had anything in particular to be distinguish from another womans blue eyes. Such
testimony can easily be shredded, as his brothers can be.
Unknown how the police found Daniel Barnett, or at what time, he was requested
to identify the body through the broken window on November 9th (The Star, Nov.
10. 1888). When D.C. Dew visited the crime scene and peeked through the window,
he said the room was semi-dark; when the scavengers peeked through the window
at 09:00 a.m., the reporter said the room was very dark. It would have been semidark or very dark for Daniel Barnett also.
Additionally, the face of the woman Kelly, when her body was found, resembled a
bloody ball. The nose, ears and cheeks were missing (Marion Daily Star, Nov. 12.
1888); and the Autopsy Report stated both ears had been partly removed with the
victims face hacked beyond recognition of the features.
We see how Barnetts identification of the victim was a hypothesis; it was not an
actual identification, as it was not an actual identification for McCarthy or Bowyer.
We may question today how such testimonies were taken so seriously at the time
by the authorities.
Towards the end of the nineteenth century, many believed criminals could be more
or less distinguished for their high-cheek bones and protruding jaws;

118

or if they

had the appearance of having a malignant scowl, an air of dogged endurance, a


crafty smoothness of external aspect evidently concealing a depth of dangerous
cunning, 119 they must have been criminals.
Evening News
November 10, 1888.
One unfortunate foreigner, whose physiognomy was certainly not prepossessing,
was taken into Commercial Street Police Station, when it turned out that that was
the third time he had been arrested on suspicion of being Jack the Ripper, in the
course of these murders. What with his odd face, his deprecatory shrugs and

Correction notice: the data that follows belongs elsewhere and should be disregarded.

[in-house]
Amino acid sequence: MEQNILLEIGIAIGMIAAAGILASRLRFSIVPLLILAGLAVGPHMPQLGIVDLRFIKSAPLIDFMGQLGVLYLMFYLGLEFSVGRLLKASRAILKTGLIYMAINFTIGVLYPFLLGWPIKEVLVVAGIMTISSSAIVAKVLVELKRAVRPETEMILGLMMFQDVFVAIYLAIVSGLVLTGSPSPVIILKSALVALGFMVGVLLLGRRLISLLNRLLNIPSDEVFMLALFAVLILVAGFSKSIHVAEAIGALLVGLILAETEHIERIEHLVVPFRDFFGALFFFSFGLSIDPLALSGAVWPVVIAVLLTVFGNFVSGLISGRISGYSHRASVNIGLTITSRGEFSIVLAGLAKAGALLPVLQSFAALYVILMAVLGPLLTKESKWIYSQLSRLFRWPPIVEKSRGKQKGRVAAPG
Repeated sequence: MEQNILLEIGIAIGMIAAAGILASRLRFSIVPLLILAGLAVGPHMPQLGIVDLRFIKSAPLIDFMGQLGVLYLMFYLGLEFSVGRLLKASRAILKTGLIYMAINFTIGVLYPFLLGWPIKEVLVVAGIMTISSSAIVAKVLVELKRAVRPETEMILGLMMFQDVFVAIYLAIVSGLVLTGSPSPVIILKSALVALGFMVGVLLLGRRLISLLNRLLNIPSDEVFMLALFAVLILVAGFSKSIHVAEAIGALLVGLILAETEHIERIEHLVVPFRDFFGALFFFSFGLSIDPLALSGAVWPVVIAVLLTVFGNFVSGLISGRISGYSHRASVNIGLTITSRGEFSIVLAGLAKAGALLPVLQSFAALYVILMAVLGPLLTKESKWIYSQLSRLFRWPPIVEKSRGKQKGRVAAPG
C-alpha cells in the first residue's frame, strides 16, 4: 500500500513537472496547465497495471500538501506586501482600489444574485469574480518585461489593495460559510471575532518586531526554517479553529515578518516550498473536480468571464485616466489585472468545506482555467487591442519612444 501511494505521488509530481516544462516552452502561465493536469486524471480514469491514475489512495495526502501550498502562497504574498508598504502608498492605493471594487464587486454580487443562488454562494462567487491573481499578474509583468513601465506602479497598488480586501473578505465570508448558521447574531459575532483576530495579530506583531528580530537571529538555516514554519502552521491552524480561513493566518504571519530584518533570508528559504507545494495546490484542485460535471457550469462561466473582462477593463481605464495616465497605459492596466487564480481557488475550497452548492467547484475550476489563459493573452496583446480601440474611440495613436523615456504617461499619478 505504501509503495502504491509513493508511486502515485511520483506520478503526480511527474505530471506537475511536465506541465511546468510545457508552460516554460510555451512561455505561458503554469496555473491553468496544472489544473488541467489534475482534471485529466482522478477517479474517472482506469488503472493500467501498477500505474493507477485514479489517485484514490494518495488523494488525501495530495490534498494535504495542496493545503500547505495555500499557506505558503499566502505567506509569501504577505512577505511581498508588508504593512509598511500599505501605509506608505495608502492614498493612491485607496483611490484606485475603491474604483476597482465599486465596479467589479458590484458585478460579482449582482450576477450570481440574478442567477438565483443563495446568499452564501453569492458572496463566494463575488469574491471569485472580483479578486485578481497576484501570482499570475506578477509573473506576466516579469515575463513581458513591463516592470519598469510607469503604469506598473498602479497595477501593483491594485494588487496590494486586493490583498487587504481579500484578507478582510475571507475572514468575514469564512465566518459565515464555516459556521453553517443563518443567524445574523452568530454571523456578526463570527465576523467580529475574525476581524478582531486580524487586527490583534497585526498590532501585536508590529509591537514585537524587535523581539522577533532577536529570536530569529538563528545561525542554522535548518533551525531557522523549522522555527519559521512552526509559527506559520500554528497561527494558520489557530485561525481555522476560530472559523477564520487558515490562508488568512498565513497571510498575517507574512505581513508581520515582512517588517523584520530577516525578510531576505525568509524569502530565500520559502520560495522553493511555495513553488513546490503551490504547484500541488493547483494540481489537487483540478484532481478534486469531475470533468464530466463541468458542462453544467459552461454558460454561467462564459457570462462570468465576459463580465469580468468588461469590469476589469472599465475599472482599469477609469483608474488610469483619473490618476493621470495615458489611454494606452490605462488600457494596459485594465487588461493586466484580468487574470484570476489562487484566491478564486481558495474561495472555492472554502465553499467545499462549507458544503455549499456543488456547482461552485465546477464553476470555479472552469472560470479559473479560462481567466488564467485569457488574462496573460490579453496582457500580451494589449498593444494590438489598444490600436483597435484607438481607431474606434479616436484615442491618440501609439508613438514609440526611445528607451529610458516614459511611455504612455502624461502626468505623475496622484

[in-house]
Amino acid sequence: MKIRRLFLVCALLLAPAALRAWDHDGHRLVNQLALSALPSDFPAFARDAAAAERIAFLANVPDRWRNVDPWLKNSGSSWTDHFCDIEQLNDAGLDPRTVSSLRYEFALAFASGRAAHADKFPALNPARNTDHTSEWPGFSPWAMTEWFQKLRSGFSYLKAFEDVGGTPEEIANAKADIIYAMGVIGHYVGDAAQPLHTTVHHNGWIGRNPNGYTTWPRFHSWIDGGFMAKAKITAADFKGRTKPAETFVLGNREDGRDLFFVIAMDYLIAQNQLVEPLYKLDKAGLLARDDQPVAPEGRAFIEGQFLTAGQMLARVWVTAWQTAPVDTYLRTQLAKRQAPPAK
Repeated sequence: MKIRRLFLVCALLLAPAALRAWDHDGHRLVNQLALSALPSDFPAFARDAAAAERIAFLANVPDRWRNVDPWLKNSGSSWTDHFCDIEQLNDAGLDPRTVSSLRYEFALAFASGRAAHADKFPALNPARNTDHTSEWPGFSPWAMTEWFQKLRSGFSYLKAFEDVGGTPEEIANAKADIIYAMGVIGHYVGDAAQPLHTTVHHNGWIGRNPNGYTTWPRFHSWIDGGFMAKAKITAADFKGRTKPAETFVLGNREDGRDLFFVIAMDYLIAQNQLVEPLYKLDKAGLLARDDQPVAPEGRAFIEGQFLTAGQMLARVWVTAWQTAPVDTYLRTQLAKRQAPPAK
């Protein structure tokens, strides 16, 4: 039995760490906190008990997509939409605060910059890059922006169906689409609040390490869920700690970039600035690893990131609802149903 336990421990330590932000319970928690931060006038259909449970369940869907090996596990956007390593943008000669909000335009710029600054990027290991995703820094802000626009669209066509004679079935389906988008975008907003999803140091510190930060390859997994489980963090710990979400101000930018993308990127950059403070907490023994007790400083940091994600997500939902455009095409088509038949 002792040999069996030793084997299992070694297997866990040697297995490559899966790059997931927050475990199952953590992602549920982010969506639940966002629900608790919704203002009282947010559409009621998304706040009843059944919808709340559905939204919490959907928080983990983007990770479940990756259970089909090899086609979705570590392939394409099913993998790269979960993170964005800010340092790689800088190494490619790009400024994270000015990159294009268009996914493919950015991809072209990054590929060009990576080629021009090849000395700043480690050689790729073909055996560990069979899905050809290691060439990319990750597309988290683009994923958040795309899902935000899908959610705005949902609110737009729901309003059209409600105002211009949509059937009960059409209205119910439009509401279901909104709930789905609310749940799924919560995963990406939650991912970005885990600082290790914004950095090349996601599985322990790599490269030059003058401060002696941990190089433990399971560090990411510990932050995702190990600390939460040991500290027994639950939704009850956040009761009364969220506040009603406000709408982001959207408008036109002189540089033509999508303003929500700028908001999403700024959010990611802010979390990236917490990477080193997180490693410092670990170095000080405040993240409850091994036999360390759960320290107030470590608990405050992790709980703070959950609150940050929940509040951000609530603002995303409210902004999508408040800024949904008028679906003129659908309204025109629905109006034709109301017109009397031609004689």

118
119

Mayhew, The Morning Chronicle survey of labour and the Poor, pp 239-240. Web.
Carpenter, M. Our Convicts, Vol. 1. First published 1864. Reprinted Montclair, New Jersey: Patterson Smith 1969. Print.

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posturing, and his broken English as he tried to answer the interrogatories put to
him, his examination was irresistibly comic. How dye manage to get into trouble
like this, then? demanded an officer.

This superhuman burden of identifying criminals by jaws and scowls was put on
the shoulders of the police to detect and distinguish in this way from the rest of the
population who and who was not a criminal (Havelock). 120 This was such a problem
at the time that a Home Office Committee was setup to enquire into the best way
of identifying criminals.
Home Office Committee Report (1894)

121

It may at the outset be stated in general terms that the practice of the English police
is always dependent on personal recognition by police or prison officers. This is
the means by which identity is proved in criminal courts, and, although this scope
is extended by photography, and it is in some cases aided by devices as the
register of distinctive marks, it also remains universally the basis of the methods
by which identity is discovered. Even with regard to local criminals, the difficulty of
personal recognition becomes very great in the large centers of population.
The number of criminals seen by each officer is so great that it is impossible after
any considerable interval for any but a man endowed with a singularly good
memory to remember more than a few of them; and unless the memory is aided
by photographs and registers, mere personal recognition is insufficient to secure
the identification of those persons who repeatedly come before the courts.